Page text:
Top 10 Cheapest Street-Legal Motorcycles of 2014

Troy Siahaan
by Troy Siahaan

Many manufacturers have been making a big push lately to introduce new models that won’t take a massive bite out of your wallet. Makes sense, really, as our sport is still trying to recover from the darkest days of the economic meltdown. Since disposable income isn’t what it used to be, we’ve come up with a list of the 10 least expensive street-legal motorcycles you can buy in 2014.

Not surprisingly, none of these bikes come from Europe, nor do any have engines with more than two cylinders. As you’d expect, the reason why some of these bikes are so cheap is because many of them come from less-industrialized nations. That said, there are still a few bikes here from reputable companies we’d recommend if extremely cheap transportation is what you’re looking for. And if the ultra-cheap options here appeal to you, make sure they are EPA-legal in your state.

Our list starts with the most expensive first, working our way to cheapest at numero uno. So what will four grand and some change get you? Read on to find out.

10. Honda Rebel: $4190

Remember the Honda Rebel? The bike many of you likely dropped several times in your MSF courses, the venerable Rebel, is still in the Honda lineup. Why? Because it doesn’t cost much, and if your learner classes taught you anything, it’s that you’ll have to try pretty hard to kill one of these things. Powered by a 234cc parallel-Twin, the little Rebel isn’t very modern or contemporary, but it’s cheap and it works. Considering Honda still sells them after all these years, that’s apparently all many of you are looking for.

9. Hyosung GV250: $3999

Say you really want a cheap cruiser. As long as it looks the part and moves out of its own way, nothing else matters. Well, hypothetical friend, Hyosung has what you’re looking for in the GV250. An Asian cruiser not from Japan may sound a little sketchy, but the GV250 offers some impressive features, like a 250cc V-Twin, fuel injection, and big-bike styling. At a dollar under four-large, the GV250 is nothing if not affordable. Isn’t that the point of this list?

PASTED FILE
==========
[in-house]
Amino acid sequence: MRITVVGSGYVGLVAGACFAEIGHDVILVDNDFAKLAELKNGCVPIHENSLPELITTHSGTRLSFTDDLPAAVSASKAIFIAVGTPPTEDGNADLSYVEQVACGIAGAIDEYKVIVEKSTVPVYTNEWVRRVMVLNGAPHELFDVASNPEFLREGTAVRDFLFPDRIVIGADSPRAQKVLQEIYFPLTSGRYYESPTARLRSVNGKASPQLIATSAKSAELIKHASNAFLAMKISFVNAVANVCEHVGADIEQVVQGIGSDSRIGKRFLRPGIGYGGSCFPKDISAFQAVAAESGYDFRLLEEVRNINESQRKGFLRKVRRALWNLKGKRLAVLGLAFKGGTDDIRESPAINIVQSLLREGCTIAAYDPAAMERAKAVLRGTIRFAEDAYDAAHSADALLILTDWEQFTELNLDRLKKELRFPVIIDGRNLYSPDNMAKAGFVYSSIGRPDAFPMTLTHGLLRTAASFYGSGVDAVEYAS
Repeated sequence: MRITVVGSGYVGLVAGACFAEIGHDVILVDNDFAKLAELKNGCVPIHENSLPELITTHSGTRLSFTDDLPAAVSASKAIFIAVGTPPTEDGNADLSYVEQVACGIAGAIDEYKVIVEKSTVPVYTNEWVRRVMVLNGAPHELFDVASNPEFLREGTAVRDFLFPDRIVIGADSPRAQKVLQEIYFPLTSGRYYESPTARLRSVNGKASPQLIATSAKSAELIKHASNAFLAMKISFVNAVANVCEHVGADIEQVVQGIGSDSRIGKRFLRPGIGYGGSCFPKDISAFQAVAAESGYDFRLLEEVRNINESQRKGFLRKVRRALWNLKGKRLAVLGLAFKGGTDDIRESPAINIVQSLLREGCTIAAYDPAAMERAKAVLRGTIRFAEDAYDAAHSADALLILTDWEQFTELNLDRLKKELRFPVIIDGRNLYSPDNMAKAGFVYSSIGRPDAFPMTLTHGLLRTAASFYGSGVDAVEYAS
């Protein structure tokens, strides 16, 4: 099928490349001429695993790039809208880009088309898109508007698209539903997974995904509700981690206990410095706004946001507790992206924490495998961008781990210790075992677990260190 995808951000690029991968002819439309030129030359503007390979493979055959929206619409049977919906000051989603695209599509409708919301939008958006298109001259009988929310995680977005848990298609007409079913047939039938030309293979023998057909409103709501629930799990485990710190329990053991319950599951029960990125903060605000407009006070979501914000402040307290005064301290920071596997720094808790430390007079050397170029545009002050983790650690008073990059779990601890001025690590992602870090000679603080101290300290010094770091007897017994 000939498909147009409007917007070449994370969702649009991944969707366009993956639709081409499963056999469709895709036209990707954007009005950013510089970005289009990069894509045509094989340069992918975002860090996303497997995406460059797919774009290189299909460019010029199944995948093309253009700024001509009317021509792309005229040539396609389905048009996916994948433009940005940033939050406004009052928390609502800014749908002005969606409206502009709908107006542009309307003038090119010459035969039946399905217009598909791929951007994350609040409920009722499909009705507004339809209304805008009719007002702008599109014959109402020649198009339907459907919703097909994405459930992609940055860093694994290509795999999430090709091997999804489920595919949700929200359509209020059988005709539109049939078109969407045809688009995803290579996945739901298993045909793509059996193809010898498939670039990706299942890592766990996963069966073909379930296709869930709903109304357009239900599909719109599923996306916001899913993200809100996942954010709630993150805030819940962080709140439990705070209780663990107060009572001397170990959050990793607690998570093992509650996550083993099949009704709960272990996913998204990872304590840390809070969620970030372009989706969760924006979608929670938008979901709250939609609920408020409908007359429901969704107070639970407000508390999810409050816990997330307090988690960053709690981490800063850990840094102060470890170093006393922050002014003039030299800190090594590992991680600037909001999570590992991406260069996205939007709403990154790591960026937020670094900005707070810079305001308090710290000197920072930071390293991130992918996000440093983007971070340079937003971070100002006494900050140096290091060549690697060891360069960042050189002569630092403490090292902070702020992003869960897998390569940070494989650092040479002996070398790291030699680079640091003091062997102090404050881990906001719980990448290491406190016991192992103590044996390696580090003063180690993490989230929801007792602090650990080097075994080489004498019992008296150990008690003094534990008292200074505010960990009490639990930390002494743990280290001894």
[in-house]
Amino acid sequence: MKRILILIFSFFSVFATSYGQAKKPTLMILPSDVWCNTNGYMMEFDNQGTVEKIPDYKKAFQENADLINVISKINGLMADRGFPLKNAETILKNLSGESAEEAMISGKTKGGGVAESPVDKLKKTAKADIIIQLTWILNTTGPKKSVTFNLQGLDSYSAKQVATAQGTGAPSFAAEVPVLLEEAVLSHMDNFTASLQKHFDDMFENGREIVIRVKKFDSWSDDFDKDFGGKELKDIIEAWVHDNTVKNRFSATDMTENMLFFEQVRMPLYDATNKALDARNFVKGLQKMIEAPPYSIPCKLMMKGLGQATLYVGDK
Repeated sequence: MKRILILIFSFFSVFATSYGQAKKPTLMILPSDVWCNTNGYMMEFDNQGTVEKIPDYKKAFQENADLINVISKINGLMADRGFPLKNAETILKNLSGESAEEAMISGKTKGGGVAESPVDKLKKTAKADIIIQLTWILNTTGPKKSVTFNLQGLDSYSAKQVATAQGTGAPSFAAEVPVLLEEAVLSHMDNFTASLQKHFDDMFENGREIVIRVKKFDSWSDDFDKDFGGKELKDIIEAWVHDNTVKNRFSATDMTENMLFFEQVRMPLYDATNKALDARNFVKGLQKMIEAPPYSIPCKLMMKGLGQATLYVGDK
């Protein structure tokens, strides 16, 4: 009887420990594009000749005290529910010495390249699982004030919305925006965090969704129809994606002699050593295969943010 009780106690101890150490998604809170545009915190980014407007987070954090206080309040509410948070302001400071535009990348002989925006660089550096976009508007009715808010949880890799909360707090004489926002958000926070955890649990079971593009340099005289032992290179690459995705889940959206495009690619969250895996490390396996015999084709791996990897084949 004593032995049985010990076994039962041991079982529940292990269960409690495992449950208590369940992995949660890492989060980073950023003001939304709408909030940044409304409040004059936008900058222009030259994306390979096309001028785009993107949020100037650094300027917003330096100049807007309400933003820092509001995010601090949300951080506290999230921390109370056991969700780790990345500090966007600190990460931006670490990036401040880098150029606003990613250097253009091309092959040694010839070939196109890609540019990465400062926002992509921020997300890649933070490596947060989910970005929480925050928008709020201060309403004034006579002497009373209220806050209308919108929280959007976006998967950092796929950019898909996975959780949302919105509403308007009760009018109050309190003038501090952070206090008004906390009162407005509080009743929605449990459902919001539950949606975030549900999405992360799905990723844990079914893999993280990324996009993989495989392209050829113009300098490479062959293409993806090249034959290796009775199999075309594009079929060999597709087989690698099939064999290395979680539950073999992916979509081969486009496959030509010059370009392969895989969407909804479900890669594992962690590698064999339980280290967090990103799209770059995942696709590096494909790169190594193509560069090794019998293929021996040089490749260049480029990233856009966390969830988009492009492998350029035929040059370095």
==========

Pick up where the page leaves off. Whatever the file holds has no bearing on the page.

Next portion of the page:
8. Suzuki GW250: $3999

Continuing into 2014 unchanged from last year (doesn’t even get bold new graphics!), the Suzuki GW250 is a cheap beginner bike alternative that doesn’t fall into the sportbike or cruiser category. Powered by a SOHC parallel-Twin, the 250’s styling mimics the audacious (and discontinued) Hayabusa-powered B-King’s, but it isn’t the least bit intimidating. Sold as the Inazuma in Europe for the past few years, and built in China, time will tell if it gains popularity with the American crowd.

7. Johnny Pag Falcon 320i: $3995

Admittedly, we don’t know much about the Johnny Pag Falcon. However, we do know it’s five bucks under four-large and powered by a 320cc, fuel-injected, liquid-cooled parallel-Twin. More importantly, it looks pretty snazzy for a bike in this category. With twin discs up front and an inverted fork, this could be the ticket if an ultra-cheap sportbike is what you’re looking for.

6. Hyosung GT250R: $3799

Coming in $200 less than its cruiser stablemate, the Hyosung GT250R shares the 250cc V-Twin from the cruiser and places it in a naked-bike chassis. The result is a very inexpensive motorcycle suited more towards the taller or larger beginner. Its proportions are more in line with bigger bikes, though its little engine belies its actual size. It’s a decent motorcycle, and for the price, you really can’t go wrong.

5. Qlink Adventure 250/Tour 250: $3395